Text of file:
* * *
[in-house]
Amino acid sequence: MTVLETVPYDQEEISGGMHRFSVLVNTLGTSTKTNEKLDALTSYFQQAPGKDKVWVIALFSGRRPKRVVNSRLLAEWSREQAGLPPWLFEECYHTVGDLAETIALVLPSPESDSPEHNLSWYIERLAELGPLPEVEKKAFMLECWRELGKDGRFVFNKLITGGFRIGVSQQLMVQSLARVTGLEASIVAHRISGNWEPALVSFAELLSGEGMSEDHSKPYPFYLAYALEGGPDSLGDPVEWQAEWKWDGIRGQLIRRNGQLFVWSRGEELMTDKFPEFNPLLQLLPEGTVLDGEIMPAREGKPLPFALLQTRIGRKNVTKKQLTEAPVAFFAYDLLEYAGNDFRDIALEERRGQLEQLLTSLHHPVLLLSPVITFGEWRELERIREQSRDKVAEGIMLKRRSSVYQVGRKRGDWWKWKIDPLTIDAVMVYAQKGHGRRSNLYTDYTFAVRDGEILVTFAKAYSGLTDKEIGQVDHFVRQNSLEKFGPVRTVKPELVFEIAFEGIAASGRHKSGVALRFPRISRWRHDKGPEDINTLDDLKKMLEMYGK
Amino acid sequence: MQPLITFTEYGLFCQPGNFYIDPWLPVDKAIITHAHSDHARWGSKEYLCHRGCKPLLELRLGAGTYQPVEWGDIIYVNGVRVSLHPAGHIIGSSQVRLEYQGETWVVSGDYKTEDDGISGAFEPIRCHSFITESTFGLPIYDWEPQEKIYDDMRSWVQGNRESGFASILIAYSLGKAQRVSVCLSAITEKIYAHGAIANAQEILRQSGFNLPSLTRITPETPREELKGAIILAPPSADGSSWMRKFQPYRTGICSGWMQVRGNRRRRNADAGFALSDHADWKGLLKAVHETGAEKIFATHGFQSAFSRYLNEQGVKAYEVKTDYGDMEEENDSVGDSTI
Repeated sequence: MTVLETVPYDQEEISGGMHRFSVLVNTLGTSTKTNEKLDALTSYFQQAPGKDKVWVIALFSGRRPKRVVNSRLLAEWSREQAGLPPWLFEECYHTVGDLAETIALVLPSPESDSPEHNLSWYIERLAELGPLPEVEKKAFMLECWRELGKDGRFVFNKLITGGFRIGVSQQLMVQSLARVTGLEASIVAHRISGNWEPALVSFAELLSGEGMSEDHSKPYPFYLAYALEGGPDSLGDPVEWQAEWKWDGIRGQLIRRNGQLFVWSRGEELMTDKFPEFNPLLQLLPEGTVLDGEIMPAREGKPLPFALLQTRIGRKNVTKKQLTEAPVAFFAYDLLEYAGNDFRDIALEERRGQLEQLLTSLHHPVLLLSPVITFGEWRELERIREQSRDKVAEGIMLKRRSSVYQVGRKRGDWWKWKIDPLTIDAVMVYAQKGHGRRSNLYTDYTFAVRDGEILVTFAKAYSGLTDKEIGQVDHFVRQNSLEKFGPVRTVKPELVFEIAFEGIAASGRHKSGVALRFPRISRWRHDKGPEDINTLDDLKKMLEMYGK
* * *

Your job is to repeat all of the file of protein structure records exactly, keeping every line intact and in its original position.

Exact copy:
[in-house]
Amino acid sequence: MTVLETVPYDQEEISGGMHRFSVLVNTLGTSTKTNEKLDALTSYFQQAPGKDKVWVIALFSGRRPKRVVNSRLLAEWSREQAGLPPWLFEECYHTVGDLAETIALVLPSPESDSPEHNLSWYIERLAELGPLPEVEKKAFMLECWRELGKDGRFVFNKLITGGFRIGVSQQLMVQSLARVTGLEASIVAHRISGNWEPALVSFAELLSGEGMSEDHSKPYPFYLAYALEGGPDSLGDPVEWQAEWKWDGIRGQLIRRNGQLFVWSRGEELMTDKFPEFNPLLQLLPEGTVLDGEIMPAREGKPLPFALLQTRIGRKNVTKKQLTEAPVAFFAYDLLEYAGNDFRDIALEERRGQLEQLLTSLHHPVLLLSPVITFGEWRELERIREQSRDKVAEGIMLKRRSSVYQVGRKRGDWWKWKIDPLTIDAVMVYAQKGHGRRSNLYTDYTFAVRDGEILVTFAKAYSGLTDKEIGQVDHFVRQNSLEKFGPVRTVKPELVFEIAFEGIAASGRHKSGVALRFPRISRWRHDKGPEDINTLDDLKKMLEMYGK
Amino acid sequence: MQPLITFTEYGLFCQPGNFYIDPWLPVDKAIITHAHSDHARWGSKEYLCHRGCKPLLELRLGAGTYQPVEWGDIIYVNGVRVSLHPAGHIIGSSQVRLEYQGETWVVSGDYKTEDDGISGAFEPIRCHSFITESTFGLPIYDWEPQEKIYDDMRSWVQGNRESGFASILIAYSLGKAQRVSVCLSAITEKIYAHGAIANAQEILRQSGFNLPSLTRITPETPREELKGAIILAPPSADGSSWMRKFQPYRTGICSGWMQVRGNRRRRNADAGFALSDHADWKGLLKAVHETGAEKIFATHGFQSAFSRYLNEQGVKAYEVKTDYGDMEEENDSVGDSTI
Repeated sequence: MTVLETVPYDQEEISGGMHRFSVLVNTLGTSTKTNEKLDALTSYFQQAPGKDKVWVIALFSGRRPKRVVNSRLLAEWSREQAGLPPWLFEECYHTVGDLAETIALVLPSPESDSPEHNLSWYIERLAELGPLPEVEKKAFMLECWRELGKDGRFVFNKLITGGFRIGVSQQLMVQSLARVTGLEASIVAHRISGNWEPALVSFAELLSGEGMSEDHSKPYPFYLAYALEGGPDSLGDPVEWQAEWKWDGIRGQLIRRNGQLFVWSRGEELMTDKFPEFNPLLQLLPEGTVLDGEIMPAREGKPLPFALLQTRIGRKNVTKKQLTEAPVAFFAYDLLEYAGNDFRDIALEERRGQLEQLLTSLHHPVLLLSPVITFGEWRELERIREQSRDKVAEGIMLKRRSSVYQVGRKRGDWWKWKIDPLTIDAVMVYAQKGHGRRSNLYTDYTFAVRDGEILVTFAKAYSGLTDKEIGQVDHFVRQNSLEKFGPVRTVKPELVFEIAFEGIAASGRHKSGVALRFPRISRWRHDKGPEDINTLDDLKKMLEMYGK